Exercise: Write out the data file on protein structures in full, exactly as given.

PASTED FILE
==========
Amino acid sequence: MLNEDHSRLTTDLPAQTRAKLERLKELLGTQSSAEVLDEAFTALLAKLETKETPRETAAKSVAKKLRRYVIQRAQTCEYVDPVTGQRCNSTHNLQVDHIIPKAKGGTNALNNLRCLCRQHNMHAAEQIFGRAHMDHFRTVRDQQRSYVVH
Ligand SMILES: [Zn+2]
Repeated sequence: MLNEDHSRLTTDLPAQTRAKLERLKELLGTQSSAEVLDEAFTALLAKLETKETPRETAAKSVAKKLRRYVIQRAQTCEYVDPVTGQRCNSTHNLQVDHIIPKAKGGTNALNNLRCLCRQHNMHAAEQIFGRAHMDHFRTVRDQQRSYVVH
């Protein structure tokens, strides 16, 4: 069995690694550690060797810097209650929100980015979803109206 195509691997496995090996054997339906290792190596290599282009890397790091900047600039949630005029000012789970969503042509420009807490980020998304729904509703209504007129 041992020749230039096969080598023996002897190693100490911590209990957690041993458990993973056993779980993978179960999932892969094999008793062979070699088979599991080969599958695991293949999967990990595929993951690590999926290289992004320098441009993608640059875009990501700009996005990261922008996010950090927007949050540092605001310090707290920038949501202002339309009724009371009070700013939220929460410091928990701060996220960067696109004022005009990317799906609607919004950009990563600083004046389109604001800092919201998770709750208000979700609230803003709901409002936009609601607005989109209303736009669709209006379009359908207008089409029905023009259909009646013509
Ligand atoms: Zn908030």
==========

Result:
Amino acid sequence: MLNEDHSRLTTDLPAQTRAKLERLKELLGTQSSAEVLDEAFTALLAKLETKETPRETAAKSVAKKLRRYVIQRAQTCEYVDPVTGQRCNSTHNLQVDHIIPKAKGGTNALNNLRCLCRQHNMHAAEQIFGRAHMDHFRTVRDQQRSYVVH
Ligand SMILES: [Zn+2]
Repeated sequence: MLNEDHSRLTTDLPAQTRAKLERLKELLGTQSSAEVLDEAFTALLAKLETKETPRETAAKSVAKKLRRYVIQRAQTCEYVDPVTGQRCNSTHNLQVDHIIPKAKGGTNALNNLRCLCRQHNMHAAEQIFGRAHMDHFRTVRDQQRSYVVH
């Protein structure tokens, strides 16, 4: 069995690694550690060797810097209650929100980015979803109206 195509691997496995090996054997339906290792190596290599282009890397790091900047600039949630005029000012789970969503042509420009807490980020998304729904509703209504007129 041992020749230039096969080598023996002897190693100490911590209990957690041993458990993973056993779980993978179960999932892969094999008793062979070699088979599991080969599958695991293949999967990990595929993951690590999926290289992004320098441009993608640059875009990501700009996005990261922008996010950090927007949050540092605001310090707290920038949501202002339309009724009371009070700013939220929460410091928990701060996220960067696109004022005009990317799906609607919004950009990563600083004046389109604001800092919201998770709750208000979700609230803003709901409002936009609601607005989109209303736009669709209006379009359908207008089409029905023009259909009646013509
Ligand atoms: Zn908030």